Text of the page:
“Let’s begin with a new and improved rule. For leaders, the rule is to treat others kindly with appropriate fairness.” - Dr. Todd Dewett

Do unto others as you would have them do unto you. Right? It’s considered by many a universal truth across different religions and philosophies, but I’m not sure it always makes sense. In fact, the more I think about it, the less it makes sense.

First of all, to do unto others as you’d have them do unto you suggests that everyone has the same preferences and desires. This is of course not the case at all. As a consequence, for many observers, the meaning of the phrase has shifted over time to represent a basic call for kindness.

I fully and totally support a call for kindness as a general idea. Whether wearing my entrepreneur hat, my academic hat, or just my citizen hat – that is a darn good idea. We need more kindness.

One last hat, however, doesn’t seem to fit. It’s my organizational expert hat. When I think about leaders trying to maximize what’s possible at work, the golden rule is somewhat incongruent with the ideals they must uphold.

The rule for leaders is to do unto others based on their behaviors and performance. People are hired, expectations are clarified, goals are set, and then performance is monitored. People should be treated in a manner that helps them move towards behavioral expectations and goal achievement.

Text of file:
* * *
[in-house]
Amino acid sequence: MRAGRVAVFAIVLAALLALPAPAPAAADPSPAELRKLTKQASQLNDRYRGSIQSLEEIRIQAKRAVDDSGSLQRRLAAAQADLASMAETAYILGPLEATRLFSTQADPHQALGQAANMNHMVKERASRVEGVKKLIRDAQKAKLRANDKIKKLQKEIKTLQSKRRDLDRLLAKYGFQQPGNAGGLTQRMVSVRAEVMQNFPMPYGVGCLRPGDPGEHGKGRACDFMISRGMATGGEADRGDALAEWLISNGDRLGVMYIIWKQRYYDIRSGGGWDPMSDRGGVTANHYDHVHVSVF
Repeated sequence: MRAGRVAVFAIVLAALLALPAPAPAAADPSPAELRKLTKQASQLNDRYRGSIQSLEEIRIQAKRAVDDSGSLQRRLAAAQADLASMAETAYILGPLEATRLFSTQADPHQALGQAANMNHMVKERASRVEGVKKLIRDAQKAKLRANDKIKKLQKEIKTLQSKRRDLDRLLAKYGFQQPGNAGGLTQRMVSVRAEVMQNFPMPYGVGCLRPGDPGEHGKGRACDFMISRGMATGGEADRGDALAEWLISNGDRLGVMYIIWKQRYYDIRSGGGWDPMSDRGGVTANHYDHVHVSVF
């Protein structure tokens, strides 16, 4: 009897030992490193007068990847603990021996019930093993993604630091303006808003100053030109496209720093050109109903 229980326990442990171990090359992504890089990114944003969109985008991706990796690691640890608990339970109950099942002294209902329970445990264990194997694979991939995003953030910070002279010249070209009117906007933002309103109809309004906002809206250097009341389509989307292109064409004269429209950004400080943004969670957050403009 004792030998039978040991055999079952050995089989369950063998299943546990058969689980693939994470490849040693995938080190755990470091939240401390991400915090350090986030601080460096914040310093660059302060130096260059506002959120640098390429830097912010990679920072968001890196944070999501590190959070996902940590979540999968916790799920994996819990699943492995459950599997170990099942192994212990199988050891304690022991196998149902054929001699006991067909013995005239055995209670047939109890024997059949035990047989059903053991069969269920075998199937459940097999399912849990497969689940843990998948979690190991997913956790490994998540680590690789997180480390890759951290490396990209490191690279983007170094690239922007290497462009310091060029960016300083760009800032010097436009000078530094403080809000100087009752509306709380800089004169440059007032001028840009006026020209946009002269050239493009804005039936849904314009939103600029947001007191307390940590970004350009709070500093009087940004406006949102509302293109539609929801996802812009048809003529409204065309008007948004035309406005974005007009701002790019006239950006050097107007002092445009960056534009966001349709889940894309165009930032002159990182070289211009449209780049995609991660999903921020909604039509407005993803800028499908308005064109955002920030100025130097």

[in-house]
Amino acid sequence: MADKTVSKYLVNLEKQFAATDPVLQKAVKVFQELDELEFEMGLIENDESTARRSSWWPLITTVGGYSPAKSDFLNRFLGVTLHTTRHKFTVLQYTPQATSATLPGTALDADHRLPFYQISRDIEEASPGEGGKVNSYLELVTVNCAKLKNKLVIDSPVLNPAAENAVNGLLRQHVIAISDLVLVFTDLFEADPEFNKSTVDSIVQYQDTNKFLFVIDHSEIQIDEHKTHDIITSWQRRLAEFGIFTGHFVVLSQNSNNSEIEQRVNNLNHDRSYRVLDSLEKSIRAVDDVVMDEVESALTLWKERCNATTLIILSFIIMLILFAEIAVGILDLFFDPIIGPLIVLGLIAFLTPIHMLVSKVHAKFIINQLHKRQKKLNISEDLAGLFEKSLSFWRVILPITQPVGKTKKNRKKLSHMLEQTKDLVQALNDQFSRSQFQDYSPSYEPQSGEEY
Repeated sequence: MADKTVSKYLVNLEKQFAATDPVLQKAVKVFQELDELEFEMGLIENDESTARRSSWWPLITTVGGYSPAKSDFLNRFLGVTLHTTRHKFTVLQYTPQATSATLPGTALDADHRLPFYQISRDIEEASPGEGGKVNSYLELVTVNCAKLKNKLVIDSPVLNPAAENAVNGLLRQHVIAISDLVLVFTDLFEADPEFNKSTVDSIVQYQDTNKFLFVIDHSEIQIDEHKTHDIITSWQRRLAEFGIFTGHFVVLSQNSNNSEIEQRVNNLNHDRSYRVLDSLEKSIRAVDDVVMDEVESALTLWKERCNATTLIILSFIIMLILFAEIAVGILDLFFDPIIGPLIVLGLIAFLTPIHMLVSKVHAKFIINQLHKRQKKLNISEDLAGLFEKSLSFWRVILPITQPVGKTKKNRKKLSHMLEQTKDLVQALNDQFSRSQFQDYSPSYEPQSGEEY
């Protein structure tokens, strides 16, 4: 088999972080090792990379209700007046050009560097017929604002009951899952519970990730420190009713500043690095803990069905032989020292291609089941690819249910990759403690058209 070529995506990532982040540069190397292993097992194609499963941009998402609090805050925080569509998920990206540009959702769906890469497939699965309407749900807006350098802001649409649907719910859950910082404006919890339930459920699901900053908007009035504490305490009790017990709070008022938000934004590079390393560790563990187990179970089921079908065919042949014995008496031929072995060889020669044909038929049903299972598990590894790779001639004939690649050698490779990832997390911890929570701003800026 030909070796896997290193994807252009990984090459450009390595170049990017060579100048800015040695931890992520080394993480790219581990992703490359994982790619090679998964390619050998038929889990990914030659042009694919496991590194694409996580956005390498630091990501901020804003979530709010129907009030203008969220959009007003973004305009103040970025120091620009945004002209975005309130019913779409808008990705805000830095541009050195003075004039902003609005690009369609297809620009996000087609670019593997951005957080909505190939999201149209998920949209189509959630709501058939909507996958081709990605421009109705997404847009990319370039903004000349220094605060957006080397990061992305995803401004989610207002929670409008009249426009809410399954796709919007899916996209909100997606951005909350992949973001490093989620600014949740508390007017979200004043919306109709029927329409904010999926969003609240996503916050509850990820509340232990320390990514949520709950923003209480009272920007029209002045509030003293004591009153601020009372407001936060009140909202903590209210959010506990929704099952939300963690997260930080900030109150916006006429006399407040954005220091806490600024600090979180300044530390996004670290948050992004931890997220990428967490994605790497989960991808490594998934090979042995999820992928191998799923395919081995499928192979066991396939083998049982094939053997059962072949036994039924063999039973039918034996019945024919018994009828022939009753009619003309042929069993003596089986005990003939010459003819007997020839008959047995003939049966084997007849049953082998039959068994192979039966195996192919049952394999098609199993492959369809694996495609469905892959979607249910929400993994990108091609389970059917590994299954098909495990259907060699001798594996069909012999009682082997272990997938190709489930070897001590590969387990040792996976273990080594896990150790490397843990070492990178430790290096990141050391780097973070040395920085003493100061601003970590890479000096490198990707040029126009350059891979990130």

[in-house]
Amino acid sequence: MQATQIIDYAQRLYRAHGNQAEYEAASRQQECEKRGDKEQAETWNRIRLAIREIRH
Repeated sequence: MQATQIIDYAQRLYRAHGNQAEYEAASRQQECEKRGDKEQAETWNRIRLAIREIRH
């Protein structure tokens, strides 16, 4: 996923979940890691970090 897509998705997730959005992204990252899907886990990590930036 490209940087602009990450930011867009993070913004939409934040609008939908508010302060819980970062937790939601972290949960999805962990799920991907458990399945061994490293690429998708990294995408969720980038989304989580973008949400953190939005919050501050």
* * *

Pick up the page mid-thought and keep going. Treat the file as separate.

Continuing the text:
2016 Photo of Dr. Todd Dewett on HRExaminer.com

Dr. Todd Dewett | Founding member, HRExaminer Editorial Advisory Board

This might include difficult or negative feedback, depriving them of certain outcomes afforded others (e.g., promotion, certain project roles), or removal of certain duties or perks. From this perspective, it almost seems that to follow the golden rule is to neglect your duties as a leader. Your goal is to give them what they need to improve, not just basic kindness – and sometimes what they need doesn’t fit the classic definition of kindness.

Sure, you can suggest that all of your interactions with employees must be defined by a general kindness, but we need to make sure the words we are using are properly defined. Let’s begin with a new and improved rule. For leaders, the rule is to treat others kindly with appropriate fairness.

Kindly is defined here as positive and congenial, but honest and candid as needed. This definition allows us to focus more on the outcomes to be attained, as opposed to the nature of any single interaction. Fairness is defined by transparency and equal opportunity to excel. It is not defined as the equal distribution of available outcomes.

Leaders must be properly kind and fair. All that we do at work should be wrapped in a kindness that exudes positivity but allows for moments of frank conversation, and a fairness that recognizes the full range of performance outcomes. That’s a golden rule that might maximize what your team is capable of achieving.